On Sep 22, 2016 03:00, "Jan Beulich" <jbeul...@suse.com> wrote:
> >>> On 21.09.16 at 20:26, <tamas.leng...@zentific.com> wrote:
> > So reading through the Intel SDM the following bits are relevant here:
> >
> >
> > Operations that Invalidate Cached Mappings
> > The following operations invalidate cached mappings as indicated:
> > ‚óŹ Operations that architecturally invalidate entries in the TLBs or
> > paging-structure caches independent of VMX
> > operation (e.g., the INVLPG and INVPCID instructions) invalidate
> > linear mappings and combined mappings. 1
> > They are required to do so only for the current VPID (but, for
> > combined mappings, all EP4TAs). Linear
> > mappings for the current VPID are invalidated even if EPT is in use. 2
> > Combined mappings for the current
> > VPID are invalidated even if EPT is not in use.
> >
> > To me this reads that the CPU will automatically handle the TLB
> > flushing for all operations that would normally do so when running
> > without a hypervisor, but only within the context of the VPID. While
> > it doesn't list MOV-TO-CR3 specifically, I'm sure it falls into this
> > same category regarding non-global TLB entries that would be flushed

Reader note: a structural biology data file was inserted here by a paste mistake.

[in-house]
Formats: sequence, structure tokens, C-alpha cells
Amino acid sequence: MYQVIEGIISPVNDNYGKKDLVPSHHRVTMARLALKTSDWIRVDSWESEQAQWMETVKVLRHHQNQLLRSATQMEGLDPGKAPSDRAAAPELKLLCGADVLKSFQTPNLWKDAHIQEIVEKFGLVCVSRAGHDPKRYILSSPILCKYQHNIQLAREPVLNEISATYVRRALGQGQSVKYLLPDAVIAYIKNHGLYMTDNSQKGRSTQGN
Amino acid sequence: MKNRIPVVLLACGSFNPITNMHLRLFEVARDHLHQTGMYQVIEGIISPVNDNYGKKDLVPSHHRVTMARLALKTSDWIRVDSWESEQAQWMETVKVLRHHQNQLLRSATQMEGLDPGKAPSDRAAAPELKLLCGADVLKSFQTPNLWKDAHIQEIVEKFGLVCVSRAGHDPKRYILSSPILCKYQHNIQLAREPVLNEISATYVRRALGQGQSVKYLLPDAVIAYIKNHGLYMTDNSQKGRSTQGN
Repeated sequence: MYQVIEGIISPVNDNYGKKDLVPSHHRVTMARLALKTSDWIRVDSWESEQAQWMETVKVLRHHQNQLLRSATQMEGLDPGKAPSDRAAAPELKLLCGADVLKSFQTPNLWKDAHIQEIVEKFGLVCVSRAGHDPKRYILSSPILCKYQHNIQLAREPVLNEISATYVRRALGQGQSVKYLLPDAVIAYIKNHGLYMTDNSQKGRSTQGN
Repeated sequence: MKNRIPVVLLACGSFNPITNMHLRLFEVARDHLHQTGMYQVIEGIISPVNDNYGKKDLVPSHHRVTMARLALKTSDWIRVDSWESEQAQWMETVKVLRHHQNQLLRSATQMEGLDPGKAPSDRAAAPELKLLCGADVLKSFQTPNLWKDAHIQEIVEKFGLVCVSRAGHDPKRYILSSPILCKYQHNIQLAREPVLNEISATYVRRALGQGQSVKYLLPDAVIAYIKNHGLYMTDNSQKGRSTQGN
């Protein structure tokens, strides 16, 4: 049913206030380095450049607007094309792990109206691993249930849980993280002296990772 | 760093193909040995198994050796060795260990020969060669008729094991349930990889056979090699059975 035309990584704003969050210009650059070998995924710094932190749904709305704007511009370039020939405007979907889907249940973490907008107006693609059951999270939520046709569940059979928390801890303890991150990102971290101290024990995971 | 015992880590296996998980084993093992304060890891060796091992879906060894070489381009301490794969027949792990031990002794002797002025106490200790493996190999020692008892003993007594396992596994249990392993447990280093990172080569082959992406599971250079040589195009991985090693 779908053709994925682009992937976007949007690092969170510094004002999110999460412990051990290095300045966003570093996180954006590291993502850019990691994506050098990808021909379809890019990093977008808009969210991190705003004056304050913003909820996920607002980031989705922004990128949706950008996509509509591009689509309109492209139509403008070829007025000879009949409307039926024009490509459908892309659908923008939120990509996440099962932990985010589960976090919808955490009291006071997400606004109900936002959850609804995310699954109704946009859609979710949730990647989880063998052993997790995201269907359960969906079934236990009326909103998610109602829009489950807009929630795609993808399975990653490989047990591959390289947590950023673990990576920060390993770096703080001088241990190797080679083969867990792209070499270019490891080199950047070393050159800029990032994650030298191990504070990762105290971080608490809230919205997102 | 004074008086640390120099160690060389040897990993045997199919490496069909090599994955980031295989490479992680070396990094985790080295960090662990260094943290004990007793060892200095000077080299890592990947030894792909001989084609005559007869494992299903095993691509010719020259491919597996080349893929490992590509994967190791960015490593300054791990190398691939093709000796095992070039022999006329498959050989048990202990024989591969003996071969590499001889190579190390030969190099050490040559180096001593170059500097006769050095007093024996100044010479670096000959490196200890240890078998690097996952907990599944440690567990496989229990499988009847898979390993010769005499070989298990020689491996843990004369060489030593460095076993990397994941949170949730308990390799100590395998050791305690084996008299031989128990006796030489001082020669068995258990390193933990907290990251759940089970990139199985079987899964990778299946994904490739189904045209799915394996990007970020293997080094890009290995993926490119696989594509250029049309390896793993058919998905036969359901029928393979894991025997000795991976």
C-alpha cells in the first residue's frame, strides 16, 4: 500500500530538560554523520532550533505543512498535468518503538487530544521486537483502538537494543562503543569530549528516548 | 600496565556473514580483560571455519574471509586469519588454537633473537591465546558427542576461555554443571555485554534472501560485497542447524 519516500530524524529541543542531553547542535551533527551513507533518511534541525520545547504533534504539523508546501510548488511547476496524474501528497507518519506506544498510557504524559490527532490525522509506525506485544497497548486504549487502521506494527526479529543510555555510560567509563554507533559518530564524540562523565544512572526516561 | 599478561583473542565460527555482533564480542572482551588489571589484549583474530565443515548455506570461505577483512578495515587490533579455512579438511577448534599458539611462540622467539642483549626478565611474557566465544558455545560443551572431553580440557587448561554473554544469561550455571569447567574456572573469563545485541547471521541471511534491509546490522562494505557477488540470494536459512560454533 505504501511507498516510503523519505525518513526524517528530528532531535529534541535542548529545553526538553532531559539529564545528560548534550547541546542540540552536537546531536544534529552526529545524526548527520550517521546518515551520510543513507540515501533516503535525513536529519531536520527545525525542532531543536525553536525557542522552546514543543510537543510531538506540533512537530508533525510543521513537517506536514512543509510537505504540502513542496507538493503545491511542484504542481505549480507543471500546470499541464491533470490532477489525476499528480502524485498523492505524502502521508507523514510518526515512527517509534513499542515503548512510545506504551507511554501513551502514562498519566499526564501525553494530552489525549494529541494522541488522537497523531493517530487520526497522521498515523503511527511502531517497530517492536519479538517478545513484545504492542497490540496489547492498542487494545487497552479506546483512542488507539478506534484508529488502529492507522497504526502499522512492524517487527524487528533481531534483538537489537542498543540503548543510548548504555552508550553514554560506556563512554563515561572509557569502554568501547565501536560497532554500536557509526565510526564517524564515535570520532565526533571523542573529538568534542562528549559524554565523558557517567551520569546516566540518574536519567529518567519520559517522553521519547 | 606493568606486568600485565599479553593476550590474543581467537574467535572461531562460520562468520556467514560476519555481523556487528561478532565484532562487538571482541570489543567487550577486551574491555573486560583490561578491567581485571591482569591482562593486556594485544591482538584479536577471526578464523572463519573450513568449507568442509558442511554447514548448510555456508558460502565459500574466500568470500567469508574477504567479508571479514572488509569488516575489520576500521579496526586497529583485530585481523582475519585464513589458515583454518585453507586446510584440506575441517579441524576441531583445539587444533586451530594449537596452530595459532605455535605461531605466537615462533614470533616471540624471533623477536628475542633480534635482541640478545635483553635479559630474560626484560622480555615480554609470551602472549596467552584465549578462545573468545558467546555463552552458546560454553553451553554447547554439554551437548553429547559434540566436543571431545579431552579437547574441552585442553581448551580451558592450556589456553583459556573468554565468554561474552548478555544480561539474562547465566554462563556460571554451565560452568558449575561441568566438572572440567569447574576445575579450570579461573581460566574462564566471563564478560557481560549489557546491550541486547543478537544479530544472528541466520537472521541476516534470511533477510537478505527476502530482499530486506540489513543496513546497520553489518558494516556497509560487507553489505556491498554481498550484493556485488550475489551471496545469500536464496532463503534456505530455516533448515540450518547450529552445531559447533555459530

> > by it. Thus, there is no need for the VMM to step in do anything in
> > this regard if my interpretation is correct.
> Well, that would be true if a CR3 write intercept meant the CPU
> first does its job, and only then invokes the hypervisor. Such
> intercepts, however, get invoked before the CPU starts doing
> anything the instruction would require to be done (except for
> a few exception checks, like CPL). Hence the hypervisor has to
> do everything the CPU would normally do on its own.

Has that been verified though? The SDM doesn't mention that cpu-based load
exiting would alter the TLB operations the CPU would otherwise perform. So
while I could see this actually being the case I can't find anything
officially saying this.

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